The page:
Date Published: November 23, 2015
Publisher: Public Library of Science
Author(s): Sungwoo Lim, Denis Nash, Laura Hollod, Tiffany G. Harris, Mary Clare Lennon, Lorna E. Thorpe, Viviane D. Lima.
Both homelessness and incarceration are associated with housing instability, which in turn can disrupt continuity of HIV medical care. Yet, their impacts have not been systematically assessed among people living with HIV/AIDS (PLWHA).
We studied a retrospective cohort of 1,698 New York City PLWHA with both jail incarceration and homelessness during 2001–05 to evaluate whether frequent transitions between jail incarceration and homelessness were associated with a lower likelihood of continuity of HIV care during a subsequent one-year follow-up period. Using matched jail, single-adult homeless shelter, and HIV registry data, we performed sequence analysis to identify trajectories of these events and assessed their influence on engagement in HIV care and HIV viral suppression via marginal structural modeling.
Sequence analysis identified four trajectories; 72% of the cohort had sporadic experiences of both brief incarceration and homelessness, whereas others experienced more consistent incarceration or homelessness during early or late months. Trajectories were not associated with differential engagement in HIV care during follow-up. However, compared with PLWHA experiencing early bouts of homelessness and later minimal incarceration/homelessness events, we observed a lower prevalence of viral suppression among PLWHA with two other trajectories: those with sporadic, brief occurrences of incarceration/homelessness (0.67, 95% CI = 0.50,0.90) and those with extensive incarceration experiences (0.62, 95% CI = 0.43,0.88).
Housing instability due to frequent jail incarceration and homelessness or extensive incarceration may exert negative influences on viral suppression. Policies and services that support housing stability should be strengthened among incarcerated and sheltered PLWHA to reduce risk of adverse health conditions.
Maintaining continuous engagement in HIV medical care is critical for HIV disease management for people living with HIV/AIDS (PLWHA) [1, 2]. Housing stability is considered to be an important determinant of retention in HIV medical care and for achieving and sustaining viral suppression because it helps enable PLWHA to attend regular medical visits and adhere to antiretroviral medications . Housing stability may also provide other less quantifiable benefits such as stronger social networks and a sense of identity, which some researchers have postulated may motivate individuals to avoid risk behaviors and to maintain health . Empirical evidence to support this relationship has been documented among PLWHA with histories of homelessness. For example, according to longitudinal data from a representative sample of New York City (NYC) PLWHA, self-reported receipt of assistance for housing problems was positively associated with appropriate HIV medical care . Similarly, several studies have reported higher likelihoods of adherence to antiretroviral treatment among stably-housed PLWHA versus their homeless or unstably housed counterparts [5–7]. Along with homelessness, incarceration disrupts individuals’ housing stability and contributes to housing instability after release from incarceration. However, the association between housing stability and HIV care has rarely been described among formerly incarcerated PLWHA; current evidence is mainly concentrated on disrupted HIV care post release [8–10]. Because both events affect housing stability and incarceration is strongly correlated with homelessness, it is important to take into account dynamic aspects of incarceration events along with homelessness to more accurately characterize the impact of housing instability on continuity of HIV care. The purpose of this paper was to examine whether and how different patterns of jail incarceration and homelessness influence continuity of HIV care and HIV viral suppression among NYC PLWHA with recent experiences of both jail incarceration and homelessness, using a measure that captures sequencing and duration of jail incarceration and homelessness. Specifically, the study tested the hypothesis that frequent transitions between jail incarceration and homelessness are associated with lower likelihood of subsequent engagement in HIV care and viral suppression, plausibly due to the greater housing instability of PLWHA with this pattern.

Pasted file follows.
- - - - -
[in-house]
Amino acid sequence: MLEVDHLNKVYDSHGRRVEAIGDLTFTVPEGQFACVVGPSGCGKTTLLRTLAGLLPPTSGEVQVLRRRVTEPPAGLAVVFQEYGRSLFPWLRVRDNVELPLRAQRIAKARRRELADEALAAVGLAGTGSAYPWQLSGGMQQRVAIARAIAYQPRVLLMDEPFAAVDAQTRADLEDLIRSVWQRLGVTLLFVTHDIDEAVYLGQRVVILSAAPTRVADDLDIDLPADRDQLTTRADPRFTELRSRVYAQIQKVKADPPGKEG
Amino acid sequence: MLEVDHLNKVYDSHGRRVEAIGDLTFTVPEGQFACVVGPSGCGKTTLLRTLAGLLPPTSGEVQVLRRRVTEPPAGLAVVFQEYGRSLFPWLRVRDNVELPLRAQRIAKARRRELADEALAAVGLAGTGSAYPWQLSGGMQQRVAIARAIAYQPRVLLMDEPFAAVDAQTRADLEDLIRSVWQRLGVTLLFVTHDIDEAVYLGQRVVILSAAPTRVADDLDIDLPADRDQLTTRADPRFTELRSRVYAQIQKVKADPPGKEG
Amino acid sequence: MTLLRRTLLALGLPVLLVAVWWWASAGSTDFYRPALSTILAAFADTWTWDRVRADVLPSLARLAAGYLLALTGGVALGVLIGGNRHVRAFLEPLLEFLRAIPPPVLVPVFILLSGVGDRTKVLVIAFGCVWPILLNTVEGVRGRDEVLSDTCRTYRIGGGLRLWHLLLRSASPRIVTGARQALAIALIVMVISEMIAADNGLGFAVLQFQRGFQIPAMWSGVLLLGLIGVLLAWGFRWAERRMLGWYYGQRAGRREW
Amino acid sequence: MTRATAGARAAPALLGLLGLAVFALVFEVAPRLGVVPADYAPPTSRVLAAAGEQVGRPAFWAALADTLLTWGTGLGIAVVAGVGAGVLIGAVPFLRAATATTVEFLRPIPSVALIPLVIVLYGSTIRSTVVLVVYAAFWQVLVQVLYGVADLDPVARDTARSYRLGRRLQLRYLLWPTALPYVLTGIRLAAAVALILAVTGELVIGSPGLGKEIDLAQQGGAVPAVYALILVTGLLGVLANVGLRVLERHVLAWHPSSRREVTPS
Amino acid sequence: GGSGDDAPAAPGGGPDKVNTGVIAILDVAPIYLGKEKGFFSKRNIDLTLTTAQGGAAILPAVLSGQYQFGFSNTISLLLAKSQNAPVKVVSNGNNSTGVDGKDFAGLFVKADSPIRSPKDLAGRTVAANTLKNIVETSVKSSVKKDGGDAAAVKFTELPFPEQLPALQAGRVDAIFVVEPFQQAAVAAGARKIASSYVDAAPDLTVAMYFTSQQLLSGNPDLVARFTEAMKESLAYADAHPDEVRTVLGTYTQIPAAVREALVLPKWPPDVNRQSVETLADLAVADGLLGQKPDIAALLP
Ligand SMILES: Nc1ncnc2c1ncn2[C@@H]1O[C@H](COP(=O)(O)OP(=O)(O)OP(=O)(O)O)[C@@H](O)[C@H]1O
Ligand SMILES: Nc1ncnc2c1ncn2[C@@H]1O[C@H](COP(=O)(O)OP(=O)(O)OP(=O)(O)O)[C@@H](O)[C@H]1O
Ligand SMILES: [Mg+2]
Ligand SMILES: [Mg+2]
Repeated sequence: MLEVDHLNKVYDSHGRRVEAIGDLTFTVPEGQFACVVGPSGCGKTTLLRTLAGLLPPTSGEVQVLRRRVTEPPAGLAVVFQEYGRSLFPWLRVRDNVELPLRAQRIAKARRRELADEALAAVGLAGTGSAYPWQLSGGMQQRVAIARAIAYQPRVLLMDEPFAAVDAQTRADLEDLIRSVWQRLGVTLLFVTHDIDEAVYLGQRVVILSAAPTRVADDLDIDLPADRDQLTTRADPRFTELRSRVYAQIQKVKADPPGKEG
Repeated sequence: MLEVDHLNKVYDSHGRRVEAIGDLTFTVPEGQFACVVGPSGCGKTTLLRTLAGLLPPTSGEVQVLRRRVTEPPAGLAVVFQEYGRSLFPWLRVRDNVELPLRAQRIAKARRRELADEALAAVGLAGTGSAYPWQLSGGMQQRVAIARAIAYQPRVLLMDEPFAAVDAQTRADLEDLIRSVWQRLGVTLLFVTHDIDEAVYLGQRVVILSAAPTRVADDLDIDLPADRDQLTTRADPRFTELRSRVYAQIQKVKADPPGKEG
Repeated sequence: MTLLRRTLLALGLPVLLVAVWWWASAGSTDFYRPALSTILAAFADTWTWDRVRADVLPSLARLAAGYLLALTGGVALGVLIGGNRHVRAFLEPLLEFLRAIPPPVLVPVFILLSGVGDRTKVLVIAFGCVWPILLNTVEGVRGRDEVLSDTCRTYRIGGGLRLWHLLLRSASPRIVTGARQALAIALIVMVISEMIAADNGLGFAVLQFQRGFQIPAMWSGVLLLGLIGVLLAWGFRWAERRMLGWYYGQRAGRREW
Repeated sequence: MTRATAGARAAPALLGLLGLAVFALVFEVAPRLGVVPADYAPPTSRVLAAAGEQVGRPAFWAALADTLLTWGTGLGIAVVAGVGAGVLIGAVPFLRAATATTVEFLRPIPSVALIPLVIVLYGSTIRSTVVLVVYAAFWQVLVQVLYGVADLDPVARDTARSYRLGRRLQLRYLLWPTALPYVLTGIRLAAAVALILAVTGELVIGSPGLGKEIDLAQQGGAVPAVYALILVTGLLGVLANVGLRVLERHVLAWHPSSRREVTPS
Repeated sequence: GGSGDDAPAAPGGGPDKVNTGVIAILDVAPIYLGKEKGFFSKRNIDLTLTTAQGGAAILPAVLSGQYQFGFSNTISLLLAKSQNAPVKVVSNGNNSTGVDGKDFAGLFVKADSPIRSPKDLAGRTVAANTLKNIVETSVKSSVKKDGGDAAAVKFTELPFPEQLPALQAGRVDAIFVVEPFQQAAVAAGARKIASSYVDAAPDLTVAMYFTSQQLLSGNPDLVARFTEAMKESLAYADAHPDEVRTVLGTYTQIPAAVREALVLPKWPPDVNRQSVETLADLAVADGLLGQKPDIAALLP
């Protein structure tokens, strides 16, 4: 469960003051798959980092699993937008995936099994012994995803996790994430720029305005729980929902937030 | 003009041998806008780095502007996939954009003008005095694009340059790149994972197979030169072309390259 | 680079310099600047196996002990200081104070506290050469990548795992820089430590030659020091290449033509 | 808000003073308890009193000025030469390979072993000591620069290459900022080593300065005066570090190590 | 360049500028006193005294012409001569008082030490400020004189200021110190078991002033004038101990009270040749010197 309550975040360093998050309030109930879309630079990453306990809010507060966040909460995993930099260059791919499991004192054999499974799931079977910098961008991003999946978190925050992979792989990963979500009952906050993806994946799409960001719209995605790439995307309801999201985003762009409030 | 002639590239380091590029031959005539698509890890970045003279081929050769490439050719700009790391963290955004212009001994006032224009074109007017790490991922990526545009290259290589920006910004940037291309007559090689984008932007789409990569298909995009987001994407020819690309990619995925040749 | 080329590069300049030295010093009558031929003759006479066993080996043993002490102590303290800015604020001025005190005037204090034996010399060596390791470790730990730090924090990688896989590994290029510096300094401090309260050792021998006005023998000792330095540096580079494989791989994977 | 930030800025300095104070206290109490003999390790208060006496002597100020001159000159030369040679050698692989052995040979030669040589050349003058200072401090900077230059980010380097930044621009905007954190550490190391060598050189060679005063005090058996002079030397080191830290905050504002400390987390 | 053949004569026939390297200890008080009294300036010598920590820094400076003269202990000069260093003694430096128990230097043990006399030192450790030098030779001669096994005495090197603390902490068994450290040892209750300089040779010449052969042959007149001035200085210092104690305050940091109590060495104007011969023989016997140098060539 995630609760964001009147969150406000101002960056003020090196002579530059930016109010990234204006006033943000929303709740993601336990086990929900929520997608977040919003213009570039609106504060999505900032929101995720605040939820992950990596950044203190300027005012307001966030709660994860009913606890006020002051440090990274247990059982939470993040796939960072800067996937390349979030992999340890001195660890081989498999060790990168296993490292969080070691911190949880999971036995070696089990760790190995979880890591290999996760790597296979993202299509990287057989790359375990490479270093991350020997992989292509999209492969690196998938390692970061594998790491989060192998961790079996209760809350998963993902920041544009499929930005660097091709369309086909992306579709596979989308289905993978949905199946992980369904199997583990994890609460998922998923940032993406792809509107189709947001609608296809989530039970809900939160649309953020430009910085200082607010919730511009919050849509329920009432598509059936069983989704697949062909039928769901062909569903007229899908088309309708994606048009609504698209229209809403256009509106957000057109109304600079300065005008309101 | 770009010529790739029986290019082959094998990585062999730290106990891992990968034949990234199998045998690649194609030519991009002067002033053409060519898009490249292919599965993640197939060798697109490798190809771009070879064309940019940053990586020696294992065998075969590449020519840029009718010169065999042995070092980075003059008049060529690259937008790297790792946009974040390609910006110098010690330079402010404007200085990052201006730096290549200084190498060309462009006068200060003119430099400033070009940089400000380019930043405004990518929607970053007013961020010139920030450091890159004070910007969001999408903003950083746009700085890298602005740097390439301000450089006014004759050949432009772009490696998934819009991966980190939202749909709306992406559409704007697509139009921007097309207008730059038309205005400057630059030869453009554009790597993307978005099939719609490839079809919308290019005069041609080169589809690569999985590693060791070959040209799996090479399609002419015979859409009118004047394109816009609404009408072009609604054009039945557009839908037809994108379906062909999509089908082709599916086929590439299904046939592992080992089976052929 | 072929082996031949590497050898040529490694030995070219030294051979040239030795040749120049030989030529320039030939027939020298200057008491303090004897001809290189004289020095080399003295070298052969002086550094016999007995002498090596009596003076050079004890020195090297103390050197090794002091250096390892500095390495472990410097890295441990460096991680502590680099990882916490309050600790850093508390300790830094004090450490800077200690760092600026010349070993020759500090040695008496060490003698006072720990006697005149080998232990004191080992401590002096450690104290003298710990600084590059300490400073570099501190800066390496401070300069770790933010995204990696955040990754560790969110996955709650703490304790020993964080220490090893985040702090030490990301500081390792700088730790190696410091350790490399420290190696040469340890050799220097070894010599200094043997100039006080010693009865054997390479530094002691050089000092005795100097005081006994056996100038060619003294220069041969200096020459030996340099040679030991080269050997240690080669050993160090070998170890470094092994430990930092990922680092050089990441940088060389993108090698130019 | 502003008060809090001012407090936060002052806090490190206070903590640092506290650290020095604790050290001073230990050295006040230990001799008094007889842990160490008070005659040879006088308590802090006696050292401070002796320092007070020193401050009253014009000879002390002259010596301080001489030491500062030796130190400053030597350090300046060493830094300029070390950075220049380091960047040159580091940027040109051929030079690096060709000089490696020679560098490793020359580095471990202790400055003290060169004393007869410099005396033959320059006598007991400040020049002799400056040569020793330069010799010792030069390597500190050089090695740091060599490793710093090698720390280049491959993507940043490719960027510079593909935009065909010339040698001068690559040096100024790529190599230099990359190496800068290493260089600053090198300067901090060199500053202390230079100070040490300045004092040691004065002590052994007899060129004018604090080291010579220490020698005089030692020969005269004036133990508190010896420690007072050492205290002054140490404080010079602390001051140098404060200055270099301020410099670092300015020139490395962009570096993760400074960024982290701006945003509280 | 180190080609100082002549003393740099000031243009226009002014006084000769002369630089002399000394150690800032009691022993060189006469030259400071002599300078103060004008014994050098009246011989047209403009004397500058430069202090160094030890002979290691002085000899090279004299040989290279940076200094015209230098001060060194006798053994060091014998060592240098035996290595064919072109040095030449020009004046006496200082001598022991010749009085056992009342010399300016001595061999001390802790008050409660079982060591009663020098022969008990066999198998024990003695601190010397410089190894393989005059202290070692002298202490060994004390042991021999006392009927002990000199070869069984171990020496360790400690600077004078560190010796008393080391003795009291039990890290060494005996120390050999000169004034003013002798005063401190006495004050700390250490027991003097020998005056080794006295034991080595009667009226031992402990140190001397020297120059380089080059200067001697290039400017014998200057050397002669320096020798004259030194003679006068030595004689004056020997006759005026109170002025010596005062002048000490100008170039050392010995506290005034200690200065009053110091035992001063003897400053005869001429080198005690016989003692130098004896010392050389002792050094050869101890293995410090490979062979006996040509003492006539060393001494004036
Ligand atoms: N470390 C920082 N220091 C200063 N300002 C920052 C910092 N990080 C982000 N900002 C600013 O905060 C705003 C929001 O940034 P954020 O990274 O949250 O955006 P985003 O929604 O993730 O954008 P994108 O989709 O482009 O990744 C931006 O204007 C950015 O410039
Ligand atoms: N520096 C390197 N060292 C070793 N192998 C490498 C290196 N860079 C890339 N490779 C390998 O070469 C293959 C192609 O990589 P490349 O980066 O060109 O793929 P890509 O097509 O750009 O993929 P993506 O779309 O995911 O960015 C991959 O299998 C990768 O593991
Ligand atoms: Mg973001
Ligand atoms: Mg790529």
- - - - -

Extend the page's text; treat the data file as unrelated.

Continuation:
A total of 1,698 individuals living with HIV/AIDS had at least one jail incarceration event in a NYC jail and spent at least one night at a NYC single adult shelter during January 2001–May 2005. Compared with NYC PLWHA who did not experience jail incarceration or homelessness during the study period (N = 84,659), this study population was disproportionately male (84% vs. 69%) and non-Hispanic black (65% vs. 45%), and the percent of non-Hispanic whites (4% vs. 21%) and residents living in medium poverty neighborhoods (14% vs. 29%) was much smaller (Table 1). In contrast, the age distribution and stage of HIV infection were similar between the two groups.
In this study, almost half of NYC adults living with HIV/AIDS who were sheltered and incarcerated from January 2001–May 2005 experienced inadequate engagement in HIV care during the one-year follow-up period. This percentage was similar between the study cohort and non-incarcerated/non-sheltered NYC PLWHA who were diagnosed and alive prior to 2005. Unlike with measures of HIV care engagement, however, overall prevalence of viral suppression was much lower among the study cohort relative to non-incarcerated/non-sheltered NYC PLWHA, suggesting that treatment initiation and/or adherence to treatment might be more difficult among PLWHA with exposure to jail incarceration and homelessness.